Process X can’t tell if Process Y is being managed debugged.

From the mail bag:

Is there a way to determine if a managed debugger is already attached to
a given process id?

It looks like ICorDebug.CanLaunchOrAttach might be the right API for this
(wouldn’t it return FALSE if another debugger is already attached?).
However, it seems like this API always returns TRUE. I searched your blog at
but didn’t find
something specific to this. Any insight would be appreciated.

I’ve had this a few times, and so I wanted to blog the answer.

In short: No. Process X can’t tell if a managed-only debugger
is attached to process Y. Here are related APIs:

API: What it does

Tells you if an native debugger is attached to the current
process. This will also return true when interop-debugging.

Tells you if an native debugger is attached to an
process. This will also return true when interop-debugging.

Tells you if a managed debugger is attached to the current

What about ICorDebug::CanLaunchOrAttach?

Note that ICorDebug::CanLaunchOrAttach() is distinct from the above APIs. It
gives a prediction about whether the ICorDebug instance it’s called on can
handle a future managed launch / attached. This prediction is not necessarily
accurate. (I personally think that API is useless and we should never have
shipped it.). This prediction originally existed because we build the managed
eventing pipeline on top of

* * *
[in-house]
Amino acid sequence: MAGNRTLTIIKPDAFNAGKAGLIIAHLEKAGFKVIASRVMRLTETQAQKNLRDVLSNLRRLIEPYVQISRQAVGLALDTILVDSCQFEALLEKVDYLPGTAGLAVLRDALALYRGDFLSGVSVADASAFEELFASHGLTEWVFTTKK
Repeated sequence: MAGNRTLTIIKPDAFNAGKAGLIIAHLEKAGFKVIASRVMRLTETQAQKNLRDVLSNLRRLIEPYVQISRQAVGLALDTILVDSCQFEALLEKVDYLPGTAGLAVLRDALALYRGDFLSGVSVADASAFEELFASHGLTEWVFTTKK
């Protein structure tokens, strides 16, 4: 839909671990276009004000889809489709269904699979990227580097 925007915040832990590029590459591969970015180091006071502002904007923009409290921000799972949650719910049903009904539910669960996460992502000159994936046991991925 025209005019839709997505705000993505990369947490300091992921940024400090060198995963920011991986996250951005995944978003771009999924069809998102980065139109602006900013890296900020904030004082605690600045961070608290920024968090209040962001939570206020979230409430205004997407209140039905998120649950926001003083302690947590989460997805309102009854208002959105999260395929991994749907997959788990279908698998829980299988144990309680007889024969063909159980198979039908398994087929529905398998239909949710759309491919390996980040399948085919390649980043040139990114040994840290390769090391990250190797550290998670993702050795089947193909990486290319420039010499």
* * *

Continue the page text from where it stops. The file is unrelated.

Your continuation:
, where each process we’re debugging gets a object in
the wait set (an event handle to listen for debug events from the debuggee). The
OS limits the wait set to MAXIMUM_WAIT_OBJECTS (64) objects. Thus a single
ICorDebug instance can’t handle more than 64 debug connections. That hard number
is entirely implementation dependent. For example, if each debuggee requires two
objects in the wait set, the number drops to 32.And there is also a fixed set of
overhead events in the wait set. This is just a very silly thing to bake into
our API.

It could also serve as a canary to sniff out if a kernel debugger is attached.

Recall that managed-only debugging is technically not native win32 debugging.
This is sort of an implementation detail but certainly has implications that can
be discoverable at the public interface level. We reserve the right to change
this in future versions of the CLR.

Comments (2)

  1. Mark Pearce says:

    Thanks for that tip – I’ve added the un-managed debugger check to the code in my .NET-based "Fighting the Software Pirates" article.

  2. FxCop has a great rule (UseManagedEquivalentsOfWin32Api) to tell you about managed APIs that exist instead…